Yes, we already have censorship, and has it helped? Not that I think people like McCarthy care about helping, and I don't think that's what you're suggesting either, to be clear. However, if we get rid of Section 230, what's to stop the same people who allowed creationism to be taught as science from suing Bill Nye (just to pick a name out of a hat) for misinformation? That may seem like a stretch now, but you do seem to have a grasp on the amount of power those people have, what if it gets worse? Just as an example.
Maybe I wasn't clear enough in the article, but I specifically said that I thought the law as it exists strikes a balance between allowing companies to disallow things like threats of violence, while not holding them responsible for everything users post (not that I think the law is perfect, mind you). I also specifically mentioned at the end the point about "self-regulation," and how there's no easy answer, which I think should, taken together, suggest that I'm not advocating free-speech absolutism. On the other hand, it seems I would draw the line in a different place than you would, so to speak.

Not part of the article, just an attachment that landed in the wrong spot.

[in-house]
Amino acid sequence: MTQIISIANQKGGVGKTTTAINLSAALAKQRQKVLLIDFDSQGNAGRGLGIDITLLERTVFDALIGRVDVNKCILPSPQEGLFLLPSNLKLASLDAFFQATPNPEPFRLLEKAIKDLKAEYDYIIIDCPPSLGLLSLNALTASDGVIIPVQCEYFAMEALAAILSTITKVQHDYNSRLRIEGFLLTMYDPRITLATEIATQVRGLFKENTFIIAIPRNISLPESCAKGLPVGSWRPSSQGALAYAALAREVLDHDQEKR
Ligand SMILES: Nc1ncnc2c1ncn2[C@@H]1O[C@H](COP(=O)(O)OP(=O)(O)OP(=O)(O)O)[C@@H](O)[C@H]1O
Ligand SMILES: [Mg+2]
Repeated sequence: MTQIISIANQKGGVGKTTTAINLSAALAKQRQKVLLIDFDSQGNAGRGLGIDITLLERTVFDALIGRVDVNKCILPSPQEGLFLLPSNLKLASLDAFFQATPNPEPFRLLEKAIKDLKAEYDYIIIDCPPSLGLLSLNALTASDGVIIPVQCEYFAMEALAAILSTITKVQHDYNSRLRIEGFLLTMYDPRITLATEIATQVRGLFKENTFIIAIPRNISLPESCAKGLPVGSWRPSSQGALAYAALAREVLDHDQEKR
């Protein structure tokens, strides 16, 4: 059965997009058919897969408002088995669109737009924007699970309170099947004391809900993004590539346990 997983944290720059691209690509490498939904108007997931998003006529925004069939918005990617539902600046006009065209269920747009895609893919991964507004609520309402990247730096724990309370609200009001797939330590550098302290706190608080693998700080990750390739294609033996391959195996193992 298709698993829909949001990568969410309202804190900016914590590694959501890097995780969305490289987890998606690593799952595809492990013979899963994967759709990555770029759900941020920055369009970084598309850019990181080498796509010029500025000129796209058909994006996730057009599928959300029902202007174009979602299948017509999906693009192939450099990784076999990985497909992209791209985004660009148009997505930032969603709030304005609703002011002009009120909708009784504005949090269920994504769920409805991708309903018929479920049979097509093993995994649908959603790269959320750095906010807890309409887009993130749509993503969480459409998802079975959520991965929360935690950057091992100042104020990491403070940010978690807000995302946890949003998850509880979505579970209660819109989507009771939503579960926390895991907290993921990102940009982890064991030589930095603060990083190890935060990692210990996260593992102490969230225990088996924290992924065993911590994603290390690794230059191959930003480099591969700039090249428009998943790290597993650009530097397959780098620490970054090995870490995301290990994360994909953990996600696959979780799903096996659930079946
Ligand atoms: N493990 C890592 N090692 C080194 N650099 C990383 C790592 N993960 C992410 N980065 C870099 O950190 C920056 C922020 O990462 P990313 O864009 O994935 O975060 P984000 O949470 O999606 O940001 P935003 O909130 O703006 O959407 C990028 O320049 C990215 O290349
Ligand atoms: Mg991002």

Education helps by teaching people how to not fall for frauds like Alex Jones. Also by helping to create a system wherein those kinds of people don't gain a following in the first place, because the public doesn't live in a world where the government and corporate media lie almost as much as old Alex himself. I know I'm talking pie-in-the-sky here, but that's what I think we should strive for. While I see the point of trying to keep people like that from having their voices amplified, part of the problem with that is that every time you censor them, it adds to their legitimacy in the eyes of their followers.
Another problem here is that it never ends with people like Jones.
You've never seen the "invisible hand" work properly because that *is* the invisible hand, but that's actually what you just said. While this is a related subject though, I don't think you came here to discuss my views on capitalism.
Anyway, it's like I said at the end of the article: it seems to me like it comes down to whether we prefer state or corporate censorship, and I don't think just getting rid of Section 230 will actually help anything.